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Vehicle surrounded by water in a flooded roadway (via Fairfax County)

Fairfax County has a plan to help address the local effects of climate change, which already contributes to storms and other challenges that have caused tens of millions of dollars in damage.

The draft Climate Adaptation and Resilience Plan for Resilient Fairfax is now open for public comment through June 15. The county’s Board of Supervisors could approve it in September or October this year.

“In the coming months, we will also develop carryover funding proposals to ensure that any urgently needed resilience action is taken in a timely manner,” said Allison Homer, a planner with the county’s Office of Environmental and Energy Coordination, at the board’s environmental committee meeting today (Tuesday).

The plan proposes short- and long-term solutions that could potentially cost up to $9.5 million. They include launching a climate resilience education program, implementing a flood-risk reduction plan, exploring possible retroactive physical capital improvement projects for communities, and more.

In addition to these step-by-step solutions, other goals call for protecting natural resources and restoring urbanized environments. For example, the county notes it could further encourage buildings to add vegetation to roofs and pursue other strategies.

“Resilience planning is critical because we are already experiencing these hazards through temperature changes, stronger storms, and increased flooding, among other hazards,” the draft report says. “These climate impacts are projected to increase in both intensity and frequency, impacting our neighborhoods, businesses, infrastructure, public services, the local economy, cultural resources, and natural environments.”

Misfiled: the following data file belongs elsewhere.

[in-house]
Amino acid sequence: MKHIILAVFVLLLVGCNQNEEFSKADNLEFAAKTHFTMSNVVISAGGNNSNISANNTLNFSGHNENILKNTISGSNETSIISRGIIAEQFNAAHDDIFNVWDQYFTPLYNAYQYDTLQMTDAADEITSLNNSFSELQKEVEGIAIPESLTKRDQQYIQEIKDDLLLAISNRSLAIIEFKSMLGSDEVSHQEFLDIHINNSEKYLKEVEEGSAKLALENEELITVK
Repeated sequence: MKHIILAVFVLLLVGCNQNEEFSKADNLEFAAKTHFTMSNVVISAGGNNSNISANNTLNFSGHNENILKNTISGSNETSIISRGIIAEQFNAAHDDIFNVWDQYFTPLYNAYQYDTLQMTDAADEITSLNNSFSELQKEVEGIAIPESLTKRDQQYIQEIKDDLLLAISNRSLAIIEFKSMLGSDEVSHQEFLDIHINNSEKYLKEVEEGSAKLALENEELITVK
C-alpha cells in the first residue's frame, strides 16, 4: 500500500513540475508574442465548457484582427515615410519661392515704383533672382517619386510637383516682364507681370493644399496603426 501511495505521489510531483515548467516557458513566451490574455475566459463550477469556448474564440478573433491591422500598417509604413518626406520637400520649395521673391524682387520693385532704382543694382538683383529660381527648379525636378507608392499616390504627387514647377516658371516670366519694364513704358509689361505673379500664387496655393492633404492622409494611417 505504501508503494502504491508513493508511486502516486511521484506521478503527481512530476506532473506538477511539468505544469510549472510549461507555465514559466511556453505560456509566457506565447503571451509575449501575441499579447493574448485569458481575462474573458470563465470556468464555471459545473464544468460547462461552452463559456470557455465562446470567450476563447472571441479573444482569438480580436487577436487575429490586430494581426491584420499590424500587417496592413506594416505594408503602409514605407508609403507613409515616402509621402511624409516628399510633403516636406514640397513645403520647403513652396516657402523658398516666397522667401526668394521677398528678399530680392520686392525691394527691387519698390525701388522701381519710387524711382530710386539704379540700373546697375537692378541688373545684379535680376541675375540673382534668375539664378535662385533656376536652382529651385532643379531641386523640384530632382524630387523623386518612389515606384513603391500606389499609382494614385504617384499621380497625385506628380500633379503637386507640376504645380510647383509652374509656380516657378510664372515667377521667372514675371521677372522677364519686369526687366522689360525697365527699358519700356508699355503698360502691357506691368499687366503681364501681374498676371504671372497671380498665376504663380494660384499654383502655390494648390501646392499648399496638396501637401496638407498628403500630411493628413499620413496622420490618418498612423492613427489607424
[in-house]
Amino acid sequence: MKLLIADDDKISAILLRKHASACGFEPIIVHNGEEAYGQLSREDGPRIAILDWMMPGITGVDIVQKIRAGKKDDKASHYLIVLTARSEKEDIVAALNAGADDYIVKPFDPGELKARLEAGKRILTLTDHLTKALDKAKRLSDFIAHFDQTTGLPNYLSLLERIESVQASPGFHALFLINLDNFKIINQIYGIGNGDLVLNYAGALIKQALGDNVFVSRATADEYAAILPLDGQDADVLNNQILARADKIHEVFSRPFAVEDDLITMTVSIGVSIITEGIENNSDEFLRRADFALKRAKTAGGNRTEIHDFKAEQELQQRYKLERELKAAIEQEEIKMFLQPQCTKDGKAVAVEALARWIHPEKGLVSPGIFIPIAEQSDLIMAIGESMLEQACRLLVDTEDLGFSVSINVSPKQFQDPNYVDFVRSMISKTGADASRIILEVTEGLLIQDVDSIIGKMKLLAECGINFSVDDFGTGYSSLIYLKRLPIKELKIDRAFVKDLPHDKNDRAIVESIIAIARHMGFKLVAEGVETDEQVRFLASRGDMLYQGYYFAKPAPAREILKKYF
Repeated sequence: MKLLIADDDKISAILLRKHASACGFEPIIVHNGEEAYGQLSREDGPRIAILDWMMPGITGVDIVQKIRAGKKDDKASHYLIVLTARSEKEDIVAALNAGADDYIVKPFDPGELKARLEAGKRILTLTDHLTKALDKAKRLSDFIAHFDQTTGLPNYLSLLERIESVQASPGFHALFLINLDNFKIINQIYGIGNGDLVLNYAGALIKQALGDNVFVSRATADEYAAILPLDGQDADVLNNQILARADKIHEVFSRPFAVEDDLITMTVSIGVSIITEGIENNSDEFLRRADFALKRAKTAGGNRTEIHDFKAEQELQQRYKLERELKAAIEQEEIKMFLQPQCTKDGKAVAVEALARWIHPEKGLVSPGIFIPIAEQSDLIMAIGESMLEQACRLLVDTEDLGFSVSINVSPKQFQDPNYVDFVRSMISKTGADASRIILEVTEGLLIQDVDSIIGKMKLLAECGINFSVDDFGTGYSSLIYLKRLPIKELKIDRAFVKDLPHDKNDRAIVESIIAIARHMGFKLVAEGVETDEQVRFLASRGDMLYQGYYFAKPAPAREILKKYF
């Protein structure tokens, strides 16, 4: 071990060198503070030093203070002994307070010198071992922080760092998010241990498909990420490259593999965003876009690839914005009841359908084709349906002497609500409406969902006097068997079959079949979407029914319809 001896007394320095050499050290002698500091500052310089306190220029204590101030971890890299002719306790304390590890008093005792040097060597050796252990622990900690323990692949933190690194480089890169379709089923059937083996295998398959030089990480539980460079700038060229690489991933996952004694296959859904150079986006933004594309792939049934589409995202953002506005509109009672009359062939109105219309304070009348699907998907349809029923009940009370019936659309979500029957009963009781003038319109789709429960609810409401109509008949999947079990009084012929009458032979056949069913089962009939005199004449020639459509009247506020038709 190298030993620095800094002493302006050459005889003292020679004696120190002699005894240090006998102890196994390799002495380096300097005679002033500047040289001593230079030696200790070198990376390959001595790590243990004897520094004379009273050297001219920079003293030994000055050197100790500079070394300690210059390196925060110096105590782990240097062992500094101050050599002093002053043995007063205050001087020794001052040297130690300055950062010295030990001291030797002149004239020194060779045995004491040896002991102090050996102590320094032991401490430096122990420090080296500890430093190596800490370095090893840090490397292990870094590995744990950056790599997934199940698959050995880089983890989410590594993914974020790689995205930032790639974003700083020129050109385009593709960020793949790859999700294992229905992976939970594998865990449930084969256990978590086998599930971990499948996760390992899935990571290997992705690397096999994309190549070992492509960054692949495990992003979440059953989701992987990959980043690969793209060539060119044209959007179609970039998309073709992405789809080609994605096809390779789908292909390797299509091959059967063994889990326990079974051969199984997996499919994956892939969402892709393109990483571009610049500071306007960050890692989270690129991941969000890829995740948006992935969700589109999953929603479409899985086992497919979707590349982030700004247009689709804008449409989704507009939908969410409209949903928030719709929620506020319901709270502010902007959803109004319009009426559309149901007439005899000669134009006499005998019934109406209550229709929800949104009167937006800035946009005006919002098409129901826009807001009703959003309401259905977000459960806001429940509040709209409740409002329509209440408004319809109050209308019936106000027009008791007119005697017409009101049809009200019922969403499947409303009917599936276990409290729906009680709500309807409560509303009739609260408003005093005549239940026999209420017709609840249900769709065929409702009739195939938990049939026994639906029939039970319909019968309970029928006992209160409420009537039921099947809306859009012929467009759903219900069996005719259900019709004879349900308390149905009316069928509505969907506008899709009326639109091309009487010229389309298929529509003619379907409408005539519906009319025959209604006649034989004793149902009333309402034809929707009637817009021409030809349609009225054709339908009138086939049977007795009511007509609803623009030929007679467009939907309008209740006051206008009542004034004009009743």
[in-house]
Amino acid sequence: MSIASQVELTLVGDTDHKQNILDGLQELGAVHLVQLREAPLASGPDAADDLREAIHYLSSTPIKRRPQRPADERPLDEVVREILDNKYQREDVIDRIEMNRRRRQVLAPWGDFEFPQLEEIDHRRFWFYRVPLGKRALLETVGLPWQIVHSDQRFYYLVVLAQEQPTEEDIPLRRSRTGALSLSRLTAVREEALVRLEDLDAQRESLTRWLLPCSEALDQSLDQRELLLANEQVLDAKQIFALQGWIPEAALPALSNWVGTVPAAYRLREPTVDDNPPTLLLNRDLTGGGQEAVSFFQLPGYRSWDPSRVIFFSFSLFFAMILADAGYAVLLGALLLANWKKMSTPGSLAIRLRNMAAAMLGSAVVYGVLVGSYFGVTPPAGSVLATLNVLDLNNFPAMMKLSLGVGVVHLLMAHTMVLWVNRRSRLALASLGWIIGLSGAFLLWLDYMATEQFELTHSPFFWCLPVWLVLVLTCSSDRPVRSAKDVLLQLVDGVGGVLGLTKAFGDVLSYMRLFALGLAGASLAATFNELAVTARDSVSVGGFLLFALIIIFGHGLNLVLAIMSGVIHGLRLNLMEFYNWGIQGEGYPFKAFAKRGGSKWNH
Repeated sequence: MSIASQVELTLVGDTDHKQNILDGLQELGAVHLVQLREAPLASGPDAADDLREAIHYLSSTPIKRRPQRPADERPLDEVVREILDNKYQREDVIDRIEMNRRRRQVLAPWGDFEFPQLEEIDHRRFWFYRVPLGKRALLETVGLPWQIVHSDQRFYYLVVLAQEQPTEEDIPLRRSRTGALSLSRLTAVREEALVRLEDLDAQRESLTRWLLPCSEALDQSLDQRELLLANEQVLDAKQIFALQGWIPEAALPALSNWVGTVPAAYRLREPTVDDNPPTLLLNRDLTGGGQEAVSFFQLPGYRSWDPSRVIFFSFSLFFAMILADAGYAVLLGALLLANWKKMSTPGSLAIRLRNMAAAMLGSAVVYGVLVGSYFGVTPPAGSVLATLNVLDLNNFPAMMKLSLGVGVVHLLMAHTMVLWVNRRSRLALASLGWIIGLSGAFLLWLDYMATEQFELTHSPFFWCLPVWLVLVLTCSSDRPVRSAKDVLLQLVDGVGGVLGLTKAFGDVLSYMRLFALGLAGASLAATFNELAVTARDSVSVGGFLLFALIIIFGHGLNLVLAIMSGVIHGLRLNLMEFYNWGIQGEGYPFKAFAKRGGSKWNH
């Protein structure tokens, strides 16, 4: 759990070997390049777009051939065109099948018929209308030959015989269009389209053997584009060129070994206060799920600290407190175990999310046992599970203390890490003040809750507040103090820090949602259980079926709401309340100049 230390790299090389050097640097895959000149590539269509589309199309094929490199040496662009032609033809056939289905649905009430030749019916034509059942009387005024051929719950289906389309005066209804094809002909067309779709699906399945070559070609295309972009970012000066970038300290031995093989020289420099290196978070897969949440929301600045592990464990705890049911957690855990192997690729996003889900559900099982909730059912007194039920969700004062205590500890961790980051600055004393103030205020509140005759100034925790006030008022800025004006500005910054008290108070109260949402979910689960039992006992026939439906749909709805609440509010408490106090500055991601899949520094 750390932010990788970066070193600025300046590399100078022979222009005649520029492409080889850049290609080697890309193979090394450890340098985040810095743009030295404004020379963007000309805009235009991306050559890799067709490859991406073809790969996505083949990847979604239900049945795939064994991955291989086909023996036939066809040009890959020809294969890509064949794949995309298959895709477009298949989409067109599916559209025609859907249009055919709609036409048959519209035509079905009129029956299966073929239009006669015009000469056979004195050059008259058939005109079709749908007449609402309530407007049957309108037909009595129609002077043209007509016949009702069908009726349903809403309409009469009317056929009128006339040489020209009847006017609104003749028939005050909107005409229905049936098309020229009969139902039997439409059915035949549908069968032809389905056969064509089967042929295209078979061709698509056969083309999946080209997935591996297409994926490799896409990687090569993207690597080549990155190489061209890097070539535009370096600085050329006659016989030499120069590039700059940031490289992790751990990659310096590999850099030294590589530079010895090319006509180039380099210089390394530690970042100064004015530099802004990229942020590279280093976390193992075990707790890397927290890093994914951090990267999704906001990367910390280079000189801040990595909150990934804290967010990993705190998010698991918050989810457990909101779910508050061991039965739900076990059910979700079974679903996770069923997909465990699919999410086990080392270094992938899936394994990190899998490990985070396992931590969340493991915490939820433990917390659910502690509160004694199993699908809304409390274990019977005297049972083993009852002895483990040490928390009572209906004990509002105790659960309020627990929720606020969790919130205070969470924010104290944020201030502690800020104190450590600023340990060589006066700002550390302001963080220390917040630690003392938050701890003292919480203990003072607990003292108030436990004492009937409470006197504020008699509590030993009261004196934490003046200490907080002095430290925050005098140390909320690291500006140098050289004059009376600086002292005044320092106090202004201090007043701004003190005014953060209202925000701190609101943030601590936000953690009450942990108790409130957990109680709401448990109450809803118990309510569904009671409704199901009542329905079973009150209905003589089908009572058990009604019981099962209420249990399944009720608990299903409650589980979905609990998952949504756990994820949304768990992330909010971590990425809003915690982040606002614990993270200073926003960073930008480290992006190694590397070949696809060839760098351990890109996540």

Per the report, four severe weather events from 2010 through 2019 produced more than $25 million in damages:

  • The North American Blizzard (2010) resulted in a $2 million loss
  • Tropical Storm Lee (2011) cost the county $10 million in repairs to bridges and roads
  • Hurricane Sandy (2012) cost the county more than $1.5 million
  • July 2019 raining and flooding cost $14.8 million, including $2 million in damages to Fairfax County government property

“Even if all greenhouse gas emissions were eliminated globally today, the county would still continue to see some level of climate change in the future due to the level of global gases already emitted,” the report says. “Therefore, in all future scenarios, it is important to become resilient to climate change effects.”

Among its solutions, the draft plan recommends creating a climate fund with $100,000 to $500,000 for county-led climate projects, leveraging the money as a local match for state, federal and other grants.

It also proposes county incentives and assistance programs that reduce heat-related climate risk. That could involve updating development design guidelines and providing direction on building materials and other ways to cool properties.

Work on the Resilient Fairfax plan began in February 2021, and county staff have collaborated with regional authorities, state and federal agencies, utilities, developers, and representatives from environmental, religious, nonprofit, civil rights and residential as well as business groups.

“I think we are doing the right thing, which is to anticipate where things might go,” said Mount Vernon District Supervisor Dan Storck, who chairs the environmental committee.

As part of the process, the county conducted a survey of community members’ climate-related concerns in November, drawing over 600 responses.

An audit found the county is undertaking several initiatives already, but the report said those efforts can be strengthened.

In addition to written comments, another public meeting will take place at 6:30 p.m. May 24 virtually for people to provide feedback.

Photo via Fairfax County